The Mad Science of Gwydion
‘Again, he dare not answer, face
the forces he thought he had tamed.’
He used to be
the greatest magician in the world
before something in his mind slipped,
gwydd became gwyddioniaeth,
and magic madness.
Haunted by the mocking
call of an owl
he stays up all night
on the X-Ray machine staring
at the nucleii within seeds
and cursing the laws
of sexual reproduction -
genes, chromosomes, DNA,
the dance of sister chromatids
crossing over laughing,
his failure to transplant the gene
of obedience into a woman.
At 3am he rings Gofannon
to discuss the potential of AI
to create a new wife for Lleu,
an army of obedient women
marching to his command like trees.
When there is no answer leaves
another desperate message.
He paces his laboratory,
searches every medical dictionary
for the magic word by which Math
transformed he and Gilfaethwy
into deer, wolves, swine,
for he cannot shake the memories
of how they ran together and fucked,
the pressing together of animal bodies,
the tiny heartbeats of his pups beating
inside him regular as crystal quartz,
his maternal and paternal love
for their three wicked sons:
Bleiddwn, Hyddwn, Hychddwn Hir.
Unable to transform his ugly sons
for longer than one night -
the ball like Cinderella,
fur, tusks, antlers
gene isolation and cloning,
tries inserting new genes
into wolves and pigs
who rove the forest
not quite animal or human
like the gwyllon of Celyddon,
like the spirits of Annwn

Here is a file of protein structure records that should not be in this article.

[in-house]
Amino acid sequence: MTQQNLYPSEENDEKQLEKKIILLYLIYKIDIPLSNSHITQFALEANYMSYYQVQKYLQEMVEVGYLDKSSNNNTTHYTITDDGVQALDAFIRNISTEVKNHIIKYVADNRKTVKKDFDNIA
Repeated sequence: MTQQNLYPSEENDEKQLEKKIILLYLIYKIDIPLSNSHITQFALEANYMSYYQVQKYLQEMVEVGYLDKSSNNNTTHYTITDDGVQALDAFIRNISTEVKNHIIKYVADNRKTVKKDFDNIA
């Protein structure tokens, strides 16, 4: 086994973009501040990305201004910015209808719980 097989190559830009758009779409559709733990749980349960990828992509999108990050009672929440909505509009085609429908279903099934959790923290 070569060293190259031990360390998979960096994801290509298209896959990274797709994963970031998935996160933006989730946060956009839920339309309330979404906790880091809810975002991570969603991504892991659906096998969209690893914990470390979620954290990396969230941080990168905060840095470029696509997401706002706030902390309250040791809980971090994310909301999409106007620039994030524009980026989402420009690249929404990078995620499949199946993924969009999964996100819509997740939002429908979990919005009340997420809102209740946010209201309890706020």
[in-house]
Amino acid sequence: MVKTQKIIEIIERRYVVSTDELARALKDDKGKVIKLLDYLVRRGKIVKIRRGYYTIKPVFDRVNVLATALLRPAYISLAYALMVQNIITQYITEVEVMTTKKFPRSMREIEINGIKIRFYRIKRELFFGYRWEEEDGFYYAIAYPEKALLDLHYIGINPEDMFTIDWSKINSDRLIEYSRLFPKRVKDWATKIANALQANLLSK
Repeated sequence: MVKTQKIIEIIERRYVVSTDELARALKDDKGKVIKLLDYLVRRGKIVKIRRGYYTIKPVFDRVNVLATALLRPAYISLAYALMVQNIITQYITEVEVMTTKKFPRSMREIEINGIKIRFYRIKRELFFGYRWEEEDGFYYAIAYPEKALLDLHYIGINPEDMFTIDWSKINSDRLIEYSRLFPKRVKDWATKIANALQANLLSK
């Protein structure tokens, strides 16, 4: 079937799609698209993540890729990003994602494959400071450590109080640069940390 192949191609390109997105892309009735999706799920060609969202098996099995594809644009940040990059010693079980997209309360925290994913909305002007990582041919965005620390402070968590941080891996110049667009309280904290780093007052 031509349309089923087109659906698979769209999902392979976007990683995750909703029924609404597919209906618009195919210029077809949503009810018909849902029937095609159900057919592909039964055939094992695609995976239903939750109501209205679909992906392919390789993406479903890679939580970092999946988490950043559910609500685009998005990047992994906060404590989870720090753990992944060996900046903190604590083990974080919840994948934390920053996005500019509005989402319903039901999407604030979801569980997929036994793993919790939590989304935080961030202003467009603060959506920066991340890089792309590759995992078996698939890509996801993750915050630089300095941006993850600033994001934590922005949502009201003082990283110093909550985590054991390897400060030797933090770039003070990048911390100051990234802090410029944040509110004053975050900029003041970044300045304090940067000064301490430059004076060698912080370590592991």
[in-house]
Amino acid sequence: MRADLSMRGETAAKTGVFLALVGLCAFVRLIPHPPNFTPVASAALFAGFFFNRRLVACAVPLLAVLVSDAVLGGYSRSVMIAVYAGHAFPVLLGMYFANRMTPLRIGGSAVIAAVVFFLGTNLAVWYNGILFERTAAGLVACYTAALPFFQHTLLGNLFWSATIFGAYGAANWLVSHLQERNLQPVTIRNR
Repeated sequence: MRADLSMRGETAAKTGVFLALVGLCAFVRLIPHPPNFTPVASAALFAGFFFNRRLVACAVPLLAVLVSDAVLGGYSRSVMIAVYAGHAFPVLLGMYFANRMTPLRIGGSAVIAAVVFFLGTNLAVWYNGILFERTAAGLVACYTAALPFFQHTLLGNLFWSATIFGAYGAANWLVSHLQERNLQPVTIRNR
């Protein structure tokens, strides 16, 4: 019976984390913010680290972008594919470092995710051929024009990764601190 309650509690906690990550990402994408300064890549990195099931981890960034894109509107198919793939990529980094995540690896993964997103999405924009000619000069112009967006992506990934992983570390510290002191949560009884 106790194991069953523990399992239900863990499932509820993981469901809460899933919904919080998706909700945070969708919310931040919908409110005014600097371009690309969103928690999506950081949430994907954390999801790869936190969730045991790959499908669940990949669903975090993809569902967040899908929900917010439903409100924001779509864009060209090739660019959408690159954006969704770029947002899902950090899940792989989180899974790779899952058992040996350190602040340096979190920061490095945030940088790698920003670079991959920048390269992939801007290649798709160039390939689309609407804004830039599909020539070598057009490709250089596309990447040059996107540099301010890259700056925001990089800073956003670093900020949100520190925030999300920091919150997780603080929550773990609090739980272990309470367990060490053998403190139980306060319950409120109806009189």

howling howling howling
as if they have come
to take revenge for his theft
of the pigs, Pryderi’s death,
the Battle of the Trees.
On nights like this
he flees into his deepest vault
and shivering where it is –18 degrees
counts the seeds like a banker
cursing his lies to Amaethon,
their creation of the wheat that would
save the world from hunger
that has led to these new plagues.
There is a knocking at the door.
Again, he dare not answer, face
the forces he thought he had tamed.
Gwydion is a magician god from Welsh mythology. His name derives from gwydd, which bears connotations of knowledge, wood, trees, and weaving spell-songs, and is the root of gwyddoniaeth ‘science’.
Gwydion is a notorious trickster. In the Fourth Branch of The Mabinogion he uses his magic to steal pigs from Pryderi, son of Pwyll Pen Annwn, as part of a plot to help his brother, Gilfaethwy, rape Goewin, the footholder of their uncle, Math. Math punishes Gwydion and Gilfaethwy by transforming them into deer, wolves, and swine, and forcing them to mate with each other and bear offspring.
Gwydion later uses his magical skills to win a name, weapons, and create a wife from flowers for his nephew, Lleu. Blodeuedd ‘Flowers’ turns against them, plotting with her lover, Gronw to kill Lleu. After their plot fails Gwydion punishes her by turning her into an owl, Blodeuwedd ‘Flower Face’.
According to the lore surrounding ‘The Battle of the Trees’, a poem from The Book of Taliesin, Gwydion and Amaethon steal a hound, roebuck, and plover from Annwn and bring about a devastating battle in which Gwydion enchants an army of trees against the armies of Annwn and triumphs.
Gofannon, the god of smithing, and Amaethon, the god of agriculture, are Gwydion’s brothers. These Children of Don they may be seen as gods of culture opposed to the gods of Annwn, the Otherworld.
This poem looks at the repercussions of Gwydion’s trickery and the conflict between the culture gods and the wilder deities of Annwn, who they appear to have triumphed over, from a modern perspective. It seeks to show how the shift from gwydd to gwyddonaieth lies behind our current ecological crisis.
*Image by Michael Schiffer
Lorna Smithers is a poet, author, awenydd, Brythonic polytheist, and devotee of Gwyn ap Nudd. She has published three books: Enchanting the Shadowlands, The Broken Cauldron, and Gatherer of Souls. She is a co-founder of Awen ac Awenydd and writes and has edited for Gods & Radicals. Based in Penwortham in North West England she gives talks and workshops, performs poetry at local events, and is learning Welsh. She blogs at Fruits of Annwn.